Why The Legend of Dragoon isn’t being remade


Let it never be said that fans of The Legend of Dragoon aren’t a tenacious bunch, with them having just jumped on yet another remake project asking for this one-hit wonder to get some love instead.

I mean, that’s evergreen, but this specific time it’s Horizon Zero Dawn, which they have a valid point came out like a minute ago in the first place and just got a sequel. It really doesn’t need a remake; you can still play it on the PS4, which means you can play it on the PS5 if you’re really hankering for it. This isn’t rocket science.

That said, Sony has always avoided any kind of tease for the game because it takes zero effort to stir up the fans. The Legend of Dragoon is a game that’s been pushed aside in many ways, with online petitions having run for decades and a Dart DLC for PlayStation All Stars having been scrapped, though given the game he was supposed to be in, that could have been a kindness for all of the ones they included, too. That said, it’s also a game that, while it did justify a Greatest Hits release, has never been one not beholden to the market.

Let me be clear: the best time for a remake would have been in the PS3 era after Final Fantasy X proved it could be successful, but on the PS3 there was the PS1 game on PSN, so there was at least availability. That time came to a hard stop as soon as Final Fantasy VII Remake was announced. The second best time is whenever Square Enix has a dull moment to work with.

Let’s start at the beginning…

The year is 1999. Final Fantasy VII became THE definitive JRPG to the Western world 2 years ago. You have a game with a decent story, a cinematic presentation, a unique battle system, decent graphics due to heavy optimization, voice acting, and the brand spanking new technology of motion capture. You have a demo in kiosks of major retailers. Your biggest competition is Final Fantasy VIII and people don’t know what to make of the overt central love story in that thing much less the Junction system. It’s basically flying under the radar. Life is pretty good, no?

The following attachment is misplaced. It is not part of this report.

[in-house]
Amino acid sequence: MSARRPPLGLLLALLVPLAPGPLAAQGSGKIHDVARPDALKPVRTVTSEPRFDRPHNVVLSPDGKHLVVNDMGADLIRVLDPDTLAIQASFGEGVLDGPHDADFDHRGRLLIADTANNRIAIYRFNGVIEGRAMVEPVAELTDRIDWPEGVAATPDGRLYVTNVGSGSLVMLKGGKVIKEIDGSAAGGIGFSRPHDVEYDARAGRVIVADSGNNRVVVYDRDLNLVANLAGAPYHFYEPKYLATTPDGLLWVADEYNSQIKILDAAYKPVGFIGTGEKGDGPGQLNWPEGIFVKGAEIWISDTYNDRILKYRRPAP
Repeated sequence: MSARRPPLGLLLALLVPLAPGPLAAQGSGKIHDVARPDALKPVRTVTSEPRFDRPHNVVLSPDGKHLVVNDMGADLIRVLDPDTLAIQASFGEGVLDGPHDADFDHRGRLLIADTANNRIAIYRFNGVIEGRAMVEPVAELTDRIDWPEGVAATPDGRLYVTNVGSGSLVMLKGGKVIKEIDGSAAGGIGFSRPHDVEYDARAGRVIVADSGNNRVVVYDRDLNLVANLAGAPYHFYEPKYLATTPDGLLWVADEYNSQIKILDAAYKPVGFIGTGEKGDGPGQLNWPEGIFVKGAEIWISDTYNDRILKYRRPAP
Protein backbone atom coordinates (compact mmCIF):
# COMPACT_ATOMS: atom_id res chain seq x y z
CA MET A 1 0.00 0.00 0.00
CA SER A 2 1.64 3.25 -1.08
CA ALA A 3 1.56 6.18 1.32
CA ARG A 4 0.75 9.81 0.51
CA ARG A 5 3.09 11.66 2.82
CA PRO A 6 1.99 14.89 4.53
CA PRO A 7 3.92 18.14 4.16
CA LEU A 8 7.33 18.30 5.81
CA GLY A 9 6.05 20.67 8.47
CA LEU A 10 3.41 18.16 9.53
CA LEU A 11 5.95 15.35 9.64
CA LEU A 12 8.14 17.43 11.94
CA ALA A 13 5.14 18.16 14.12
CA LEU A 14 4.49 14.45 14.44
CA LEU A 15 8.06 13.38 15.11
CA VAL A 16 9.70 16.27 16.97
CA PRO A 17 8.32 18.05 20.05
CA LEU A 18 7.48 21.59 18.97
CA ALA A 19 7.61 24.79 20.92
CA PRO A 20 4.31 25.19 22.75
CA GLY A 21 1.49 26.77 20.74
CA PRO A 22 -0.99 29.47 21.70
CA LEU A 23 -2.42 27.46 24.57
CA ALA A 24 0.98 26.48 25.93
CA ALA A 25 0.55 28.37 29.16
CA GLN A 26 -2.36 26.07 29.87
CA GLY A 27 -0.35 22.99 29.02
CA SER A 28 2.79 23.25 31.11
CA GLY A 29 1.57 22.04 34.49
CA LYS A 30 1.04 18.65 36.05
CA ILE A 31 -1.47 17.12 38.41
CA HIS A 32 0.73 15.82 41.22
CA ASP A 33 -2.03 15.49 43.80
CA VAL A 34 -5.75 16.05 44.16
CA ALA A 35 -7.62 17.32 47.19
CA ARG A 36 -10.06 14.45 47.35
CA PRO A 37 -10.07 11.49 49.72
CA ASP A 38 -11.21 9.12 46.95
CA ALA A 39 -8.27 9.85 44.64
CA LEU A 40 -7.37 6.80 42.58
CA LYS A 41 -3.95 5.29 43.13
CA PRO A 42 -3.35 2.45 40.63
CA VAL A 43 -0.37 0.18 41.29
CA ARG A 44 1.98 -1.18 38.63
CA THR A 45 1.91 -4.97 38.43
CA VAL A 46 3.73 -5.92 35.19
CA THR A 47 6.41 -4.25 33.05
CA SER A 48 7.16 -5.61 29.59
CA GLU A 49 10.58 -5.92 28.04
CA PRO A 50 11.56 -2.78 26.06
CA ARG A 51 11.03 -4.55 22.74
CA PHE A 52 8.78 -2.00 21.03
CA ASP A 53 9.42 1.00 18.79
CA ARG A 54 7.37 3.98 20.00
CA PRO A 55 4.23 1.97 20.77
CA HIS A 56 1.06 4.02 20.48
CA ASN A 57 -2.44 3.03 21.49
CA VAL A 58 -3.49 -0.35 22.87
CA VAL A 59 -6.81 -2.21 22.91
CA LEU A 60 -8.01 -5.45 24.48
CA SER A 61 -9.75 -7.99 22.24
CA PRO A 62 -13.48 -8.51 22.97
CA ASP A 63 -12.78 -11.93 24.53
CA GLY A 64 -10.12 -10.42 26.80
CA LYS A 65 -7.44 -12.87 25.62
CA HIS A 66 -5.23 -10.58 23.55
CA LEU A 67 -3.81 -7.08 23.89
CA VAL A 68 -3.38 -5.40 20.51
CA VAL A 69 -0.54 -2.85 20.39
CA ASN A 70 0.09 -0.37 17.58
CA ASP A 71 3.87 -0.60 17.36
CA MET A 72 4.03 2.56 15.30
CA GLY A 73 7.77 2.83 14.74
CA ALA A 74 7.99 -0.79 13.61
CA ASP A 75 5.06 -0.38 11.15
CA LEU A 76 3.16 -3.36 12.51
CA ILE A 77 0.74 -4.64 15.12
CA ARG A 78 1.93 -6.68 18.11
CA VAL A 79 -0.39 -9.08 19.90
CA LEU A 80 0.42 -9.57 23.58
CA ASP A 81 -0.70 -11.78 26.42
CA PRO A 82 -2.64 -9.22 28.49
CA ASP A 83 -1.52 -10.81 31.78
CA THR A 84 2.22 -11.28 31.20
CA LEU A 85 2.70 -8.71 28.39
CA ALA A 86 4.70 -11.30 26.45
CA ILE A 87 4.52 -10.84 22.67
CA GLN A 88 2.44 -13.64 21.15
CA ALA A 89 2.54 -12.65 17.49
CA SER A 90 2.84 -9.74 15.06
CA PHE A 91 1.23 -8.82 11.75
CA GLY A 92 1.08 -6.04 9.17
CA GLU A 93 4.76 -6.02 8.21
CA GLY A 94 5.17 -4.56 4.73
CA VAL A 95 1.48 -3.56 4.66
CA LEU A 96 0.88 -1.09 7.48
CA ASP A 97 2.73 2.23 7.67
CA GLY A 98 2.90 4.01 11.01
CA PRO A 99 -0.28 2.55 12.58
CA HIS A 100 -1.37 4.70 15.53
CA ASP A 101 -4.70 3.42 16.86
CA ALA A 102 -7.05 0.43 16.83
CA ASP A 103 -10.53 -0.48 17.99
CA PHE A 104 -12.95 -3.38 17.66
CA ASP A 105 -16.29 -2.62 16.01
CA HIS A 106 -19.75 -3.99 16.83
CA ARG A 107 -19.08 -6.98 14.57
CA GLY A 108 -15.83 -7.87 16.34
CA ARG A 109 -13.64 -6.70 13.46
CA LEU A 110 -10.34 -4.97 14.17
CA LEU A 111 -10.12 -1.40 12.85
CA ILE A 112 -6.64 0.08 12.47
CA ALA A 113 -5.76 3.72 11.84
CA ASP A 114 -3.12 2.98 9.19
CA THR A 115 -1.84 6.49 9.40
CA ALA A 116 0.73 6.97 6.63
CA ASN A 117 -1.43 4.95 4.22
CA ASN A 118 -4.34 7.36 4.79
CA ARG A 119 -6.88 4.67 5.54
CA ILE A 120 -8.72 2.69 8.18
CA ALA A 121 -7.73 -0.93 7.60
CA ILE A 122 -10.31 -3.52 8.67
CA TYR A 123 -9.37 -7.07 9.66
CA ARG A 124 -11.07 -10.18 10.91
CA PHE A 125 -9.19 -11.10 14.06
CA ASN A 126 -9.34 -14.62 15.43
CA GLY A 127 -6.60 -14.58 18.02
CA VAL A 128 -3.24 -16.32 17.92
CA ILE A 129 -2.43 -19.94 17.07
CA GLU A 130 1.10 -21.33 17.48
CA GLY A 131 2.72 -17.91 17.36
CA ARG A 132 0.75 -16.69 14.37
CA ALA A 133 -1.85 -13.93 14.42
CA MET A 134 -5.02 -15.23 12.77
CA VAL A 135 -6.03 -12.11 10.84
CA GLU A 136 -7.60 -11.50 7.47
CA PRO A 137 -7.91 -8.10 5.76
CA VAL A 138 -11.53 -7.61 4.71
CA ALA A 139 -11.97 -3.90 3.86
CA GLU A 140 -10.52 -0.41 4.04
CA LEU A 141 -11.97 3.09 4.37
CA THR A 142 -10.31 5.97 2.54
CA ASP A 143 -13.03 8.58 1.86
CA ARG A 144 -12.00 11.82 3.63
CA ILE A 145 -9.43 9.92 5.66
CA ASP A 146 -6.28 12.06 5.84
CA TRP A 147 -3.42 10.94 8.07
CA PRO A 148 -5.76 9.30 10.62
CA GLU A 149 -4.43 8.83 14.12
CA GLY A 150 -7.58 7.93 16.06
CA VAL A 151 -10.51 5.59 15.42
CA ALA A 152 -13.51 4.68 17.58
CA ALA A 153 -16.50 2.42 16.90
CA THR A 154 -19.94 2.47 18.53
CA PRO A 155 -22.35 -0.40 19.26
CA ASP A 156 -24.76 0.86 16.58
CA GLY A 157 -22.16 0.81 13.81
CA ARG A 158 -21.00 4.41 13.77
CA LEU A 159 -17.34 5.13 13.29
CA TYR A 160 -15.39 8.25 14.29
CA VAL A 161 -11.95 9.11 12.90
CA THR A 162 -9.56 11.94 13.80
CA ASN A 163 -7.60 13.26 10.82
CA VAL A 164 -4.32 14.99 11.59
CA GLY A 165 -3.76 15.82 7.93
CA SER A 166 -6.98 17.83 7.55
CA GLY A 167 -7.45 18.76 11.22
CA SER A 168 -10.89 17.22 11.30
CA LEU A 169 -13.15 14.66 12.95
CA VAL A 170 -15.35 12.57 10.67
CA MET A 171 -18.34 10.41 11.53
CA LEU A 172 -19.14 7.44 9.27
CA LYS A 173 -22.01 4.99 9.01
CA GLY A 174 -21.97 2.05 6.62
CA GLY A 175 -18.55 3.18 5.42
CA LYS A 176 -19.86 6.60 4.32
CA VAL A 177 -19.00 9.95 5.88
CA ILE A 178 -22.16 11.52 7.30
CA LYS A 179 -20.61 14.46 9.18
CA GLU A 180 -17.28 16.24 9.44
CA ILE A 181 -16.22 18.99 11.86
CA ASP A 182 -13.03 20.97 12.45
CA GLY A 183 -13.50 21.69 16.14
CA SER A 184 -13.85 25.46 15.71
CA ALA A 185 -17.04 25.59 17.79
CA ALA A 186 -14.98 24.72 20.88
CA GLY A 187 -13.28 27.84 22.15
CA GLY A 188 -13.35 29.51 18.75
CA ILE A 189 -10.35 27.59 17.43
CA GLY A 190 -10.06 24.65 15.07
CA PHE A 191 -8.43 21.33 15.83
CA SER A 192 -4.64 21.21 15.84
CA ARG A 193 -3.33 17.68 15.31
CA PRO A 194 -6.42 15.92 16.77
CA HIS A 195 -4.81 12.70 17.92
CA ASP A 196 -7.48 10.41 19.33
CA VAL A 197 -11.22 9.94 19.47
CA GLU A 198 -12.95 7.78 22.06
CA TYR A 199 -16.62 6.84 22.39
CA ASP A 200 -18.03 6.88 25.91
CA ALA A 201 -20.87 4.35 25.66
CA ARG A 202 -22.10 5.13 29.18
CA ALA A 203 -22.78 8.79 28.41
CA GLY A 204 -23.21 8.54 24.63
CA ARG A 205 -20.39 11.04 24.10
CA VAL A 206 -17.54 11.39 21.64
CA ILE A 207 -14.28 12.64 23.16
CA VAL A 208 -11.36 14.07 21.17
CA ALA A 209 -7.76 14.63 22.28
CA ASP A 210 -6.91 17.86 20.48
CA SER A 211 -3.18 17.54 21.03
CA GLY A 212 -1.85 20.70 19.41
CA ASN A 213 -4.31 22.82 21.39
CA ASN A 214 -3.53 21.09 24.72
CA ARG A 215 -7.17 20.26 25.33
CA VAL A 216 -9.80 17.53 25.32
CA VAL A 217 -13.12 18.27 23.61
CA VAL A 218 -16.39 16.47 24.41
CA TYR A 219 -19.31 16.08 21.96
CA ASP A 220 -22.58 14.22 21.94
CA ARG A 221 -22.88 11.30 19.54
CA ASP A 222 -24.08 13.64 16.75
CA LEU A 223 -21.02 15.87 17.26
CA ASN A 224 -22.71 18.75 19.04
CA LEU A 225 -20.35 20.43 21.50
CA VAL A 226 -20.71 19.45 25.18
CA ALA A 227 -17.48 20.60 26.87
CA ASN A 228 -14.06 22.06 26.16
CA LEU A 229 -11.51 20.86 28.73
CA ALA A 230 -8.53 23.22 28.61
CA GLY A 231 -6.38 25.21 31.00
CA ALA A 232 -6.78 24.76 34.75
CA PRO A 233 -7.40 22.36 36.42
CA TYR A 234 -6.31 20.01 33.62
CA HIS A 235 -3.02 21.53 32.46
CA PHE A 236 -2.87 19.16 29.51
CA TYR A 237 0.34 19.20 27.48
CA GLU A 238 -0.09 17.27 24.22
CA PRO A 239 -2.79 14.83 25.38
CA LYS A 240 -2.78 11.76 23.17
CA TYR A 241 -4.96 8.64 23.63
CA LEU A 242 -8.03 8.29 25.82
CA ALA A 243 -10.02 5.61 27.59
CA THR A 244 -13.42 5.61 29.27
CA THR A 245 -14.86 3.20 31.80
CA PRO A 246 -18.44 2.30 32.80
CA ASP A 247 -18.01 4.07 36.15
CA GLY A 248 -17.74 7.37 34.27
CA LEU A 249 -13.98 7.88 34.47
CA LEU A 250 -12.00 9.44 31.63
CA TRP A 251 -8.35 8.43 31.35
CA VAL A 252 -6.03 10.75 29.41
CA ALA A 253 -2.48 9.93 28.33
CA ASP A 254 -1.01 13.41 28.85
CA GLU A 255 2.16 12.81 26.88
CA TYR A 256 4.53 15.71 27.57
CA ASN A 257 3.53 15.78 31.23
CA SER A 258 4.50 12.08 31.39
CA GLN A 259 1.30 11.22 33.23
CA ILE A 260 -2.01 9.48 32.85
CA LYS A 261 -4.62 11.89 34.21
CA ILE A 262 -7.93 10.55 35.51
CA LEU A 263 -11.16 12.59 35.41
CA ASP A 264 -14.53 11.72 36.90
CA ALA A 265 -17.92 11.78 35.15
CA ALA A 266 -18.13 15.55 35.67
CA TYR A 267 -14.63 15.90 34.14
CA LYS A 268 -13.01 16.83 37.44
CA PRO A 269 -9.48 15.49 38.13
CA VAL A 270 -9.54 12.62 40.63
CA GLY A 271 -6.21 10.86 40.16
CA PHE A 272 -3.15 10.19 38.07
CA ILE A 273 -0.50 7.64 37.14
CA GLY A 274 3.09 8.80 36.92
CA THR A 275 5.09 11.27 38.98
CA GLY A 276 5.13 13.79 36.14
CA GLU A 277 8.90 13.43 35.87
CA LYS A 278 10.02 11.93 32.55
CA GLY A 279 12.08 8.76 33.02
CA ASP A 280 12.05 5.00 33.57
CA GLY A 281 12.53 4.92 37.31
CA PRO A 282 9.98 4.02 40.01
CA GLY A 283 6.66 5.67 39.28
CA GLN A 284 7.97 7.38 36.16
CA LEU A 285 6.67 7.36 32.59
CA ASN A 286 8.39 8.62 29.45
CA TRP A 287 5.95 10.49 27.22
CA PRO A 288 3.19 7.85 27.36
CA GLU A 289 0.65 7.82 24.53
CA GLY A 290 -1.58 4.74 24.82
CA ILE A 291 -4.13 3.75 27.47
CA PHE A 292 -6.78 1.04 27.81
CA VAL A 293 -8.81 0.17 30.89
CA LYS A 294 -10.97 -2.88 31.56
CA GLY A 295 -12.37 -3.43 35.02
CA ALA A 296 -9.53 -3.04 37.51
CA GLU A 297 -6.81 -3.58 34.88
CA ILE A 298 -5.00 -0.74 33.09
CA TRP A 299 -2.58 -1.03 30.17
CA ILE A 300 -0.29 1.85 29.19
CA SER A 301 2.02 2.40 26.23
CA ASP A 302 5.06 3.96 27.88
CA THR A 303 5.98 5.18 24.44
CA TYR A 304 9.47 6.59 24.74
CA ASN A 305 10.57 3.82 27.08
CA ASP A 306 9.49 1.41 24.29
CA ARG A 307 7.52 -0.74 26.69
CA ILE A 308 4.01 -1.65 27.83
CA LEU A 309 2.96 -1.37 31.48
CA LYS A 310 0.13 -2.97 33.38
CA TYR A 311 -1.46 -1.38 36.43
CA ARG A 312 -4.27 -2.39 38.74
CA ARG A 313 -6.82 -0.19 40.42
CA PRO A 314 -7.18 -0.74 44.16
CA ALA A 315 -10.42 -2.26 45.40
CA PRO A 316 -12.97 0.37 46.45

Not really, no. As soon as someone utters the title of your product, without fail, someone pipes up with, "Isn’t that that movie you play like a game?" It could be an empty room and a Federation contact crew would beam in, a ghost would poke their head through the wall, or the Kool-Aid Man would smash his way in with the only difference being adding his signature "OH, YEAH" as a prefix. People have one and only one idea of what a JRPG looks like and as far as they’re concerned, yours has too much animation. Not necessarily too many cutscenes; the beginning does take a bit longer to start up and there are plenty of story beats, but there aren’t objectively more than anyone else has; you’ve just presented them better and done more to mix little scenes into other sequences not unlike Final Fantasy VI. Only almost nobody has played Final Fantasy VI because it was on the SNES as Final Fantasy III and gaming was a niche thing on the SNES where suddenly it’s gone mainstream on the PS1 specifically in part due to the utter phenomenon that was Final Fantasy VII. Fans of Final Fantasy III on the SNES are probably your biggest defenders, but it’s also been properly numbered and dumped on the same market the same year as a PS1 remake and people are sleeping on it, in part because it’s an older game, in part due to lack of marketing, in part because it’s in a 2-pack with Final Fantasy V on a mere single disc each and looks for all the world like bargain bin material because of it. Anyone who knows differently already played it on SNES. Final Fantasy VII introduced millions to JRPGs and they want more of exactly that because they literally have never experienced another one and nothing measures up to the hype. As far as those millions are concerned, they have seen the perfect game and are chasing a high they will never get again: their first. Their unreachable standards have invalidated the entire genre Final Fantasy VII introduced them to.